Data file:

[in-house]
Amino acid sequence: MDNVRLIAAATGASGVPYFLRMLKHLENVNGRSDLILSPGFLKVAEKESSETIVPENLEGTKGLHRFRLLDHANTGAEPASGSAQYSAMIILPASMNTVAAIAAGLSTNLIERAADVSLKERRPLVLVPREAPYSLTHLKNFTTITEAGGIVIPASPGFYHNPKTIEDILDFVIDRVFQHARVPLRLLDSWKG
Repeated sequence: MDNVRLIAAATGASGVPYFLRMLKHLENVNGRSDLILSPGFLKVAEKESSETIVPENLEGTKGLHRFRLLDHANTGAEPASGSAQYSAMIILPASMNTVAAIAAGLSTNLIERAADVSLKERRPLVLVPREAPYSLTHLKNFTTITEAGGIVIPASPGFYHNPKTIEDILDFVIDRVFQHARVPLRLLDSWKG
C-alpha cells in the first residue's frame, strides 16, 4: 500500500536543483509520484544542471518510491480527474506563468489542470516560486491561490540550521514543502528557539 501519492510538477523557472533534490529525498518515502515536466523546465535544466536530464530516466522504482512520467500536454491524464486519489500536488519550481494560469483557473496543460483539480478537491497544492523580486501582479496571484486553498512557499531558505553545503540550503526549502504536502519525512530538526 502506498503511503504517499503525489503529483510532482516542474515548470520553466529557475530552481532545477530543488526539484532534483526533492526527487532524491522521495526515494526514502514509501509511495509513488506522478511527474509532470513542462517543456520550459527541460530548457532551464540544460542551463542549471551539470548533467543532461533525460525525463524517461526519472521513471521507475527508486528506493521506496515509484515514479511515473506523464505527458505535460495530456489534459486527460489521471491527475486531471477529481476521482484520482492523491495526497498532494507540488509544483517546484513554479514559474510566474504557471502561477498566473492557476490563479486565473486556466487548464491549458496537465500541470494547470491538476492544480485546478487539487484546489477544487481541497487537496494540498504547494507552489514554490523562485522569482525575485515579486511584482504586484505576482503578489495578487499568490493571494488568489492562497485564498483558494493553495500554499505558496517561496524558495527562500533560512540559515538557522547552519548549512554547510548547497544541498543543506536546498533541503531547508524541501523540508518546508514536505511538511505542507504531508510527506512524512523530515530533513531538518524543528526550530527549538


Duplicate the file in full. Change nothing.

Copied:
[in-house]
Amino acid sequence: MDNVRLIAAATGASGVPYFLRMLKHLENVNGRSDLILSPGFLKVAEKESSETIVPENLEGTKGLHRFRLLDHANTGAEPASGSAQYSAMIILPASMNTVAAIAAGLSTNLIERAADVSLKERRPLVLVPREAPYSLTHLKNFTTITEAGGIVIPASPGFYHNPKTIEDILDFVIDRVFQHARVPLRLLDSWKG
Repeated sequence: MDNVRLIAAATGASGVPYFLRMLKHLENVNGRSDLILSPGFLKVAEKESSETIVPENLEGTKGLHRFRLLDHANTGAEPASGSAQYSAMIILPASMNTVAAIAAGLSTNLIERAADVSLKERRPLVLVPREAPYSLTHLKNFTTITEAGGIVIPASPGFYHNPKTIEDILDFVIDRVFQHARVPLRLLDSWKG
C-alpha cells in the first residue's frame, strides 16, 4: 500500500536543483509520484544542471518510491480527474506563468489542470516560486491561490540550521514543502528557539 501519492510538477523557472533534490529525498518515502515536466523546465535544466536530464530516466522504482512520467500536454491524464486519489500536488519550481494560469483557473496543460483539480478537491497544492523580486501582479496571484486553498512557499531558505553545503540550503526549502504536502519525512530538526 502506498503511503504517499503525489503529483510532482516542474515548470520553466529557475530552481532545477530543488526539484532534483526533492526527487532524491522521495526515494526514502514509501509511495509513488506522478511527474509532470513542462517543456520550459527541460530548457532551464540544460542551463542549471551539470548533467543532461533525460525525463524517461526519472521513471521507475527508486528506493521506496515509484515514479511515473506523464505527458505535460495530456489534459486527460489521471491527475486531471477529481476521482484520482492523491495526497498532494507540488509544483517546484513554479514559474510566474504557471502561477498566473492557476490563479486565473486556466487548464491549458496537465500541470494547470491538476492544480485546478487539487484546489477544487481541497487537496494540498504547494507552489514554490523562485522569482525575485515579486511584482504586484505576482503578489495578487499568490493571494488568489492562497485564498483558494493553495500554499505558496517561496524558495527562500533560512540559515538557522547552519548549512554547510548547497544541498543543506536546498533541503531547508524541501523540508518546508514536505511538511505542507504531508510527506512524512523530515530533513531538518524543528526550530527549538